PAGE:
Sometimes, "high concept" can be a little too high concept.  That’s what Elfchild concluded.

Formed in Orlando in 1999, Elfchild was the passion project of precocious high school junior (and self-taught bass player) Henry ("Thurston") Howell.  Gathering some like-minded spirits from his AP Literature class who possessed rudimentary skills on guitar and drums, Howell set out to write an entire song cycle based on the 24 chapters of the 1850 classic The Scarlet Letter—which the class had just completed.  Howell had broad musical tastes, from the Beatles to Black Flag to pop-punk and emo—and decided to explore them all.  He sketched out the music first, figuring the lyrics would come later; walking through the songs, the group picked up the rather simplistic structures easily.  Within two weeks, they had recorded all of the instrumental tracks in Howell's garage.  (Because there were 24 songs, the average length was just over one minute, 47 seconds—with the exception of their opus, “X.  The Leech and His Patient,” which clocked in at 9:06.)

Tragedy struck when guitarist and vocalist Alphonso Greene (and his date Wendy) had an unfortunate run-in with a gator while paying a moonlight visit to a local public golf course.  With Greene indisposed, and unable to find another singer, the band decided to soldier on as a trio without vocals (in part, because Howell’s lyrics notebook stopped at “XIII.  Another View of Hester.”)  They booked a few gigs, but the songs made zero sense as pure instrumentals, and Howell’s attempts to explain his concept to the audience generally were met with indifference.  (At one show, the crowd was openly hostile, having mistaken them for a Norwegian black metal band with the same name.)  Before too long, the group saw the writing and decided to change directions.   After several personnel changes (which included drummer Brad Trowser’s termination for poor time management), the group morphed into Perry Likes Geese—and remarkably, became one of the top multi-platinum emo acts of the early 2000s.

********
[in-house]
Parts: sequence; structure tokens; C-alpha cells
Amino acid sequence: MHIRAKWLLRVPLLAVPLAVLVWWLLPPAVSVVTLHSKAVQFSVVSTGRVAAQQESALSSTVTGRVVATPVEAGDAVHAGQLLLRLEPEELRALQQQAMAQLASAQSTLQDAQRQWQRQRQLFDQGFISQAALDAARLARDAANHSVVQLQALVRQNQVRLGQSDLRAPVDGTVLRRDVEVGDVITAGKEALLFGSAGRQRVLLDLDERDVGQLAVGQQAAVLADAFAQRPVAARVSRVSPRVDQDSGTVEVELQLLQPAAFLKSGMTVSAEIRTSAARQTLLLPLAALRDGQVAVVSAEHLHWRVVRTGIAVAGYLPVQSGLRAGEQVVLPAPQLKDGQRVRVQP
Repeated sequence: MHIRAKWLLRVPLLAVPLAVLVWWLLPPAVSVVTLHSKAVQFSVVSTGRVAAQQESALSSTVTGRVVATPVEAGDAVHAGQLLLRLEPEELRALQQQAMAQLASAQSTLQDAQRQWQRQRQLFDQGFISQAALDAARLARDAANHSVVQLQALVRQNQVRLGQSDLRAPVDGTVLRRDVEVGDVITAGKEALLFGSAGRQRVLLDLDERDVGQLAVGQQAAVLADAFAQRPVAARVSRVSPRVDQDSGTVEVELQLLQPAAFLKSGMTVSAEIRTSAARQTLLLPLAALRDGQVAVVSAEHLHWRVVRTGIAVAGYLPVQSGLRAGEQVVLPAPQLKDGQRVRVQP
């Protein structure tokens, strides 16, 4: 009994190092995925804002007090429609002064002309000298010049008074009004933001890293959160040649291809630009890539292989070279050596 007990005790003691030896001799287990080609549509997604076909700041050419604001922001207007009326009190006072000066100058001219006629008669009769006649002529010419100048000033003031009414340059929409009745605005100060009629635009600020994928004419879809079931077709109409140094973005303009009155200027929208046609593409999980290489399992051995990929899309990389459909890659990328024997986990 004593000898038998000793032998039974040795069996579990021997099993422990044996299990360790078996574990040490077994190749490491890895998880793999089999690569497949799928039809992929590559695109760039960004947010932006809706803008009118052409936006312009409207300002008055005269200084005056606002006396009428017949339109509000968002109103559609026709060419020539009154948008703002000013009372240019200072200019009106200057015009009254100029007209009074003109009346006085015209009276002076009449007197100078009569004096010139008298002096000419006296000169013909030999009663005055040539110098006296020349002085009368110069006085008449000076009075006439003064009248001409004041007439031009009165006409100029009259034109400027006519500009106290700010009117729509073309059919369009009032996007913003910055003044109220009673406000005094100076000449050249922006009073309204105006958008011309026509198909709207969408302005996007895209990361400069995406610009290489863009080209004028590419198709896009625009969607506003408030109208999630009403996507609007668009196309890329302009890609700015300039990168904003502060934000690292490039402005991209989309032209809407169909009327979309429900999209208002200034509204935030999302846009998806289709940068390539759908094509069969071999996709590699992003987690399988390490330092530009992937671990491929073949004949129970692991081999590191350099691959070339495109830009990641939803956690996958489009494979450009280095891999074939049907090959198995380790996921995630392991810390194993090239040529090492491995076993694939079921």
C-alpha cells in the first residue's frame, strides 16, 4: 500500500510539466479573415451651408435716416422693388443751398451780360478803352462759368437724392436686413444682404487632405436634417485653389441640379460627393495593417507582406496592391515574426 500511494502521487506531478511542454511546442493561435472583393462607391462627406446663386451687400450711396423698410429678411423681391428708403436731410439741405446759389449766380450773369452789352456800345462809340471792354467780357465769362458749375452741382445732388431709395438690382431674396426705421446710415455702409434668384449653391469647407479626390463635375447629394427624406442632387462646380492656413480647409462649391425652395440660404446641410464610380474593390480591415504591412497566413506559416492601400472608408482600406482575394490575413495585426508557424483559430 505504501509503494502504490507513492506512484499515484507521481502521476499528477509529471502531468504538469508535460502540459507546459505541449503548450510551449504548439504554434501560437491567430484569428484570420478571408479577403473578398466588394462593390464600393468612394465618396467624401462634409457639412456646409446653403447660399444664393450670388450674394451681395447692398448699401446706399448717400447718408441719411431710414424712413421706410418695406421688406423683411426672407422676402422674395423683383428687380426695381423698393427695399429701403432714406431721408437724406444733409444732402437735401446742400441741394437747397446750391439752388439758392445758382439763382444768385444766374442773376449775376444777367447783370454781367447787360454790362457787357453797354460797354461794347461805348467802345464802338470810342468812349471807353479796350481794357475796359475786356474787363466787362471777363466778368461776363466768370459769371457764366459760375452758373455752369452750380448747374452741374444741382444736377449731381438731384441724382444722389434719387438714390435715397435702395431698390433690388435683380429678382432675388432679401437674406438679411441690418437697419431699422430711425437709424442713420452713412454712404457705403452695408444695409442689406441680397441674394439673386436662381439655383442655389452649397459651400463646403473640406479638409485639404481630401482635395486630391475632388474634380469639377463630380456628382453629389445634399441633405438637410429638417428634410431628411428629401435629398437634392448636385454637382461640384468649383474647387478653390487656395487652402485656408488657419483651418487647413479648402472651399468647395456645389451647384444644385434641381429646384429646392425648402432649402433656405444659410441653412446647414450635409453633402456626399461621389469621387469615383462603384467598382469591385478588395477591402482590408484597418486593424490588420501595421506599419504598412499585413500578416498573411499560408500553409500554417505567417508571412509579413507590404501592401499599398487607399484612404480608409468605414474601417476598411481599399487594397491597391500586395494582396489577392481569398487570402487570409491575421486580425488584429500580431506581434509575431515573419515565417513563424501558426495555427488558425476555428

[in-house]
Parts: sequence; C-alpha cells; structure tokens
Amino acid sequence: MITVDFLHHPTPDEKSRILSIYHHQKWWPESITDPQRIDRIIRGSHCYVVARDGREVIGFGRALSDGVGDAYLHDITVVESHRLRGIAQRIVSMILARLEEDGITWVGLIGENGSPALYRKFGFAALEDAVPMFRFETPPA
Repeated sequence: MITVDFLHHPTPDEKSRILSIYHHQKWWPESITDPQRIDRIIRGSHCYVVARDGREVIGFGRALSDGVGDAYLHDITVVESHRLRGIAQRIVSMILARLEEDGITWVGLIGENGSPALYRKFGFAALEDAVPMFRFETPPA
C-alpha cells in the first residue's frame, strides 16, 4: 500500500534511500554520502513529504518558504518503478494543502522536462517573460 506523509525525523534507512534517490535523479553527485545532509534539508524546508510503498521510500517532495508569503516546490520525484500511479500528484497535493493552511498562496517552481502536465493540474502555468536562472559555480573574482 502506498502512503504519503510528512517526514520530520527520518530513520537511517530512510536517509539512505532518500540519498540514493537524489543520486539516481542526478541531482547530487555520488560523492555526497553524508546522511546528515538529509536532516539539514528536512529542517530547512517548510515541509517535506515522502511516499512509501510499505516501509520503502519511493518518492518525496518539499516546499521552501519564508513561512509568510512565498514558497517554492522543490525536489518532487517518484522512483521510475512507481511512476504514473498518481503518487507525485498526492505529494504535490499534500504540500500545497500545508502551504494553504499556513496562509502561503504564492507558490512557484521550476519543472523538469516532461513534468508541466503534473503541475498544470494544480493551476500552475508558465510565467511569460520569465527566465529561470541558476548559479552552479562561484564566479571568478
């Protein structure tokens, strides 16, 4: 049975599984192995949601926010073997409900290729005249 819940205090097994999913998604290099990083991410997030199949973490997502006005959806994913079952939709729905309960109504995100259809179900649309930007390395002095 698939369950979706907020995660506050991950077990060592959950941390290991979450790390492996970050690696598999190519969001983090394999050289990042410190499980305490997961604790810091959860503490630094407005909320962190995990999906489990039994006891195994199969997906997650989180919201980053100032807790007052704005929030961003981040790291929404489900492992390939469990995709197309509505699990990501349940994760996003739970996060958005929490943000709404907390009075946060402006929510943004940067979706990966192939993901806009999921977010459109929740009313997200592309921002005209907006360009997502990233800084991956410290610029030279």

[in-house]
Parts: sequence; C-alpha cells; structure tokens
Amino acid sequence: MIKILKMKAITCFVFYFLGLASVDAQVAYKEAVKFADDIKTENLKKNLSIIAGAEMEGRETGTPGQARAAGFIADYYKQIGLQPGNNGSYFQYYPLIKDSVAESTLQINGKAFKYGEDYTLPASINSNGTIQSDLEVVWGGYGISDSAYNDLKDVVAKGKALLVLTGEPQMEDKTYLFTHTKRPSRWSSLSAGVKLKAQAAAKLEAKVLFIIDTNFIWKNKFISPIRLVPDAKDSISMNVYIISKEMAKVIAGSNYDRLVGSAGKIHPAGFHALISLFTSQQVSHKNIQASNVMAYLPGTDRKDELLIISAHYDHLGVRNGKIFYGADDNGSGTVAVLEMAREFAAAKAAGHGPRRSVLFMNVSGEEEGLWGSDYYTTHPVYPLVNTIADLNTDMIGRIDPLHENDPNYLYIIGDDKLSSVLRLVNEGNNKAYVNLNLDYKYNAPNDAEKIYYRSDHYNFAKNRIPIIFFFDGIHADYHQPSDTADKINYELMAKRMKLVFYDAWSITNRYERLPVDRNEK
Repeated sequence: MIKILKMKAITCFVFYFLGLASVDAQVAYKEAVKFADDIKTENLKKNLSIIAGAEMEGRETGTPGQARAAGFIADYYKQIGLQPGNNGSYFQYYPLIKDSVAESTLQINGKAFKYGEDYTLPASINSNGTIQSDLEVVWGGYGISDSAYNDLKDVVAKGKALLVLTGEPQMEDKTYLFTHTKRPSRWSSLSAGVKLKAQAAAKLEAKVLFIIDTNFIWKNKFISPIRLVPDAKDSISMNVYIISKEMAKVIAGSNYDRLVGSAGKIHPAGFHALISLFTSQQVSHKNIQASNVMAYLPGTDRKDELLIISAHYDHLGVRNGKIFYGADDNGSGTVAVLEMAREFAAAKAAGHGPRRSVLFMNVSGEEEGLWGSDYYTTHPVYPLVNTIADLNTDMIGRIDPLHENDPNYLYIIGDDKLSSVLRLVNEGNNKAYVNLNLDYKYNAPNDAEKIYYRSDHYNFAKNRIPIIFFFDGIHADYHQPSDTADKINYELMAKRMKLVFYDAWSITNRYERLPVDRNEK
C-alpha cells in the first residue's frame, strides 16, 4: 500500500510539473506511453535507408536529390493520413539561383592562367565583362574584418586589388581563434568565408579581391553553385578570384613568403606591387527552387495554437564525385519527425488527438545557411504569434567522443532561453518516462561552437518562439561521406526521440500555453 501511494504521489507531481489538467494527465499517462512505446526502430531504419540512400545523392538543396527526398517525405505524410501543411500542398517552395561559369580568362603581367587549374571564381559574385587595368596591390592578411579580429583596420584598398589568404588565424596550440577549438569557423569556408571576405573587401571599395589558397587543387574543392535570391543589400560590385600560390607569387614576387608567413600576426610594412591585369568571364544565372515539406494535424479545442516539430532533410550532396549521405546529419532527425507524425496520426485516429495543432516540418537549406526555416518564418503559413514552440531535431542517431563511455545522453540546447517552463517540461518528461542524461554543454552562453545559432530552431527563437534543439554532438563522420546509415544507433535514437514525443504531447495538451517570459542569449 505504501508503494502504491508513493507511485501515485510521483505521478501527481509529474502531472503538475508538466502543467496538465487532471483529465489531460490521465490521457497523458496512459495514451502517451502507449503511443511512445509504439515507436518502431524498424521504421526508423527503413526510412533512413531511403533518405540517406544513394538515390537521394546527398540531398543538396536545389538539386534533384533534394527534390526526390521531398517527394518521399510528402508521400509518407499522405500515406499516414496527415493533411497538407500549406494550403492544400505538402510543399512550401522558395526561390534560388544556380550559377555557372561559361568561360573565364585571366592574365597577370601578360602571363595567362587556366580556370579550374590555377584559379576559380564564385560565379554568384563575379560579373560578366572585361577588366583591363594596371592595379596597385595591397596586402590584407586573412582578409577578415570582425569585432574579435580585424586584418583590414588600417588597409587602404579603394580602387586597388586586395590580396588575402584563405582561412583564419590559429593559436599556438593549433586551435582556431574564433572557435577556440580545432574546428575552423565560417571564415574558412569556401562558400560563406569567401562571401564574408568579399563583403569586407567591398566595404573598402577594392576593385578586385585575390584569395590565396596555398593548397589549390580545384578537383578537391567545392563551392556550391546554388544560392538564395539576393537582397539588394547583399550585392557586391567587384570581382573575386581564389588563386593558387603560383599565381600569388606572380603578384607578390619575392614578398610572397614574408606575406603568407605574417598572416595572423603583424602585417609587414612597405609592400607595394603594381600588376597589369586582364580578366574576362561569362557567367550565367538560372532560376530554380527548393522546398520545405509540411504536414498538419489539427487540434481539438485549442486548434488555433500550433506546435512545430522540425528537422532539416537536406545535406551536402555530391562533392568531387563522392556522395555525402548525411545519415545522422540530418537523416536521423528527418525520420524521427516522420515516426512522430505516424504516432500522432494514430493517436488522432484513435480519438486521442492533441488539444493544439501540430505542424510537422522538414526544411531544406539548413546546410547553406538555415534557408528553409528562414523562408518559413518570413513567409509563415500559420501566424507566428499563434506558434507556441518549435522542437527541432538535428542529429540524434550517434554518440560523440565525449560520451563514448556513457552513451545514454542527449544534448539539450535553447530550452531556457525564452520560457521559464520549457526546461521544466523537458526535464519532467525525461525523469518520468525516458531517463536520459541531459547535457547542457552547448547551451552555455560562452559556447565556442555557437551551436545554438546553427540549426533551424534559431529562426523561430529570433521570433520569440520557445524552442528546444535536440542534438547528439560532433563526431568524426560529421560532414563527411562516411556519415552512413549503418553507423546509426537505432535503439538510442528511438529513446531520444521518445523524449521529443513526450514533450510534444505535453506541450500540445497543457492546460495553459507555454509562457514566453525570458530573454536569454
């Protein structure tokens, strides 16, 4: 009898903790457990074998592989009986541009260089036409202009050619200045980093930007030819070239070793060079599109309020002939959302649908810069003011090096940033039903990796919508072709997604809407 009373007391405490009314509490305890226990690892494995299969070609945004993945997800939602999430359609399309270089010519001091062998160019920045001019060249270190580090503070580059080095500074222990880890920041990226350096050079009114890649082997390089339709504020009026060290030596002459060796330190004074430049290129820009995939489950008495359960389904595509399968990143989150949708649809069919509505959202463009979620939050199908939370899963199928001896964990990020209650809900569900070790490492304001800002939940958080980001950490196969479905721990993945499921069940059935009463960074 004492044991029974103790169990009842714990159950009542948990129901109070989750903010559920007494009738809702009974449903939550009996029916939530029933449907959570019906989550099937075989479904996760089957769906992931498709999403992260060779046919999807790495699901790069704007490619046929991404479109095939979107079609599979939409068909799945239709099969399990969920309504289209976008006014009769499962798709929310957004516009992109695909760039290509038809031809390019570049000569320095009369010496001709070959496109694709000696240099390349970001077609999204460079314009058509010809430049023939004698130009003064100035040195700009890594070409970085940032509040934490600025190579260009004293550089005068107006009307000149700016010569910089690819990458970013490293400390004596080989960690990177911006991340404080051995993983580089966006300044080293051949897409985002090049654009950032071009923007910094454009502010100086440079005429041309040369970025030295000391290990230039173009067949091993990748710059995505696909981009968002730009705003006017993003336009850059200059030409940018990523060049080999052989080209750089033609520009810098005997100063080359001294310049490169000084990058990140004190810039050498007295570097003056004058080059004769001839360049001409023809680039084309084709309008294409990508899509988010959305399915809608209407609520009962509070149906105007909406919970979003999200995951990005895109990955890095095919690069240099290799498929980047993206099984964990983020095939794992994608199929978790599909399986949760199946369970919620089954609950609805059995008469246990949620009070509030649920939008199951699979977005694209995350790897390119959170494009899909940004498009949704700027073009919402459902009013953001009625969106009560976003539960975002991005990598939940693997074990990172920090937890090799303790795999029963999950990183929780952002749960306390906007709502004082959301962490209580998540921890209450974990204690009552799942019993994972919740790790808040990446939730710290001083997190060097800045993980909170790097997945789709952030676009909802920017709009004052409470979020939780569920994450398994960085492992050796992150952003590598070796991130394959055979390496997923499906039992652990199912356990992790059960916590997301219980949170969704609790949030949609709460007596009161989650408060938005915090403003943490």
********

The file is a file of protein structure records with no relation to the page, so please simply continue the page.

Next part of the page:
In early 2010, Howell discovered the digital recordings of the Scarlet Letter project (which he had tentatively titled Dimmesdale after his favorite character) in a closet.  As a joke, he suggested to his second wife Melinda—who had impetuously formed her own solo contemporary dance company despite never having danced—that she put some choreography to his long-shelved project.  With fervor, she did.

Dimmesdale, The Musical (book by Tim Rice) ran for several years on Broadway.